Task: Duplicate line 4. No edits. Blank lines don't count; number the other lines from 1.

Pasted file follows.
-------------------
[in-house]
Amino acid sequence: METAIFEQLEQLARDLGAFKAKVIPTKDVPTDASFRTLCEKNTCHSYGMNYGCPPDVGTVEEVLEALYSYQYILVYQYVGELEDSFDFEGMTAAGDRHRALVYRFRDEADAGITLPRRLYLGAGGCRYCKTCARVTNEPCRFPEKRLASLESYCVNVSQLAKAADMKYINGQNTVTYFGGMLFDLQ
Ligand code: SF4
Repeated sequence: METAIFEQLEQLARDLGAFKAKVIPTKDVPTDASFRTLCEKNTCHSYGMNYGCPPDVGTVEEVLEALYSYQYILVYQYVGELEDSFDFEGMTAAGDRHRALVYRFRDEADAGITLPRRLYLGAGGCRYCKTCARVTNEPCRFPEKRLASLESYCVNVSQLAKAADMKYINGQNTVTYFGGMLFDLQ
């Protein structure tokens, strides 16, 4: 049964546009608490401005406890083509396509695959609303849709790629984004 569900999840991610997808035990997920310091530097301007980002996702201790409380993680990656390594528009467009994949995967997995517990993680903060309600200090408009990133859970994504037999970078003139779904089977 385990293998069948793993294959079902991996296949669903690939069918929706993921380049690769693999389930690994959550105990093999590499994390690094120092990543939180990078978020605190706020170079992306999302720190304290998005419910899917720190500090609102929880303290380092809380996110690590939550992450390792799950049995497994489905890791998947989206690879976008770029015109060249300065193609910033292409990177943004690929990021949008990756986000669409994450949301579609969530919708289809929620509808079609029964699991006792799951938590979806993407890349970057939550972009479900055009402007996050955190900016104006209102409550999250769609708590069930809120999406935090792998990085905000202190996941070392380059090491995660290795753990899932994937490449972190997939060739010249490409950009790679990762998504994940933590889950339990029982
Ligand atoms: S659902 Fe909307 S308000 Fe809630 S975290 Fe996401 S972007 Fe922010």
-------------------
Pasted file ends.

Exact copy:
Repeated sequence: METAIFEQLEQLARDLGAFKAKVIPTKDVPTDASFRTLCEKNTCHSYGMNYGCPPDVGTVEEVLEALYSYQYILVYQYVGELEDSFDFEGMTAAGDRHRALVYRFRDEADAGITLPRRLYLGAGGCRYCKTCARVTNEPCRFPEKRLASLESYCVNVSQLAKAADMKYINGQNTVTYFGGMLFDLQ